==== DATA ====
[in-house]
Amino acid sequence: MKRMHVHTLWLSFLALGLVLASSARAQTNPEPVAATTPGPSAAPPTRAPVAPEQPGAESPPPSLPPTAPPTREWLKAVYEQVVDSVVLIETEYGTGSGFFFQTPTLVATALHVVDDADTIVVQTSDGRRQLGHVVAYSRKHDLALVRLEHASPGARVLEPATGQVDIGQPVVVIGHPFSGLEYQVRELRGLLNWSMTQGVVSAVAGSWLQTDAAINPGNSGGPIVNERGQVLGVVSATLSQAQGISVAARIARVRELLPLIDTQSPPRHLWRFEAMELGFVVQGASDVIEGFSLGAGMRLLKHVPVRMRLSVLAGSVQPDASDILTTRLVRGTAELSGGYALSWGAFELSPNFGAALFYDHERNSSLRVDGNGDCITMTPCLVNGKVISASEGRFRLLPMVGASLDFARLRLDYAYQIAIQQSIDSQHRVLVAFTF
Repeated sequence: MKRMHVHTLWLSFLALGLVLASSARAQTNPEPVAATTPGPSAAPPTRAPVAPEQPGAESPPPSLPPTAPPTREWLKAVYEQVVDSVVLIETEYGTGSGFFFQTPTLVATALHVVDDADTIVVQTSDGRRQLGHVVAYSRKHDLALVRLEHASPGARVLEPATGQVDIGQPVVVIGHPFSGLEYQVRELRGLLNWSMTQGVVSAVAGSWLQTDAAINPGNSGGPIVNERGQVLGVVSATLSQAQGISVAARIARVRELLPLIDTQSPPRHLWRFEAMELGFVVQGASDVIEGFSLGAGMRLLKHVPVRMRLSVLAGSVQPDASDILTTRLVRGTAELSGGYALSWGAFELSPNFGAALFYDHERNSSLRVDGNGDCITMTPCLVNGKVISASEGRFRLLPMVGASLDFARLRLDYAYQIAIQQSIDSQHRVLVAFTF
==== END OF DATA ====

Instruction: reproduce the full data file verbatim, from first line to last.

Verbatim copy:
[in-house]
Amino acid sequence: MKRMHVHTLWLSFLALGLVLASSARAQTNPEPVAATTPGPSAAPPTRAPVAPEQPGAESPPPSLPPTAPPTREWLKAVYEQVVDSVVLIETEYGTGSGFFFQTPTLVATALHVVDDADTIVVQTSDGRRQLGHVVAYSRKHDLALVRLEHASPGARVLEPATGQVDIGQPVVVIGHPFSGLEYQVRELRGLLNWSMTQGVVSAVAGSWLQTDAAINPGNSGGPIVNERGQVLGVVSATLSQAQGISVAARIARVRELLPLIDTQSPPRHLWRFEAMELGFVVQGASDVIEGFSLGAGMRLLKHVPVRMRLSVLAGSVQPDASDILTTRLVRGTAELSGGYALSWGAFELSPNFGAALFYDHERNSSLRVDGNGDCITMTPCLVNGKVISASEGRFRLLPMVGASLDFARLRLDYAYQIAIQQSIDSQHRVLVAFTF
Repeated sequence: MKRMHVHTLWLSFLALGLVLASSARAQTNPEPVAATTPGPSAAPPTRAPVAPEQPGAESPPPSLPPTAPPTREWLKAVYEQVVDSVVLIETEYGTGSGFFFQTPTLVATALHVVDDADTIVVQTSDGRRQLGHVVAYSRKHDLALVRLEHASPGARVLEPATGQVDIGQPVVVIGHPFSGLEYQVRELRGLLNWSMTQGVVSAVAGSWLQTDAAINPGNSGGPIVNERGQVLGVVSATLSQAQGISVAARIARVRELLPLIDTQSPPRHLWRFEAMELGFVVQGASDVIEGFSLGAGMRLLKHVPVRMRLSVLAGSVQPDASDILTTRLVRGTAELSGGYALSWGAFELSPNFGAALFYDHERNSSLRVDGNGDCITMTPCLVNGKVISASEGRFRLLPMVGASLDFARLRLDYAYQIAIQQSIDSQHRVLVAFTF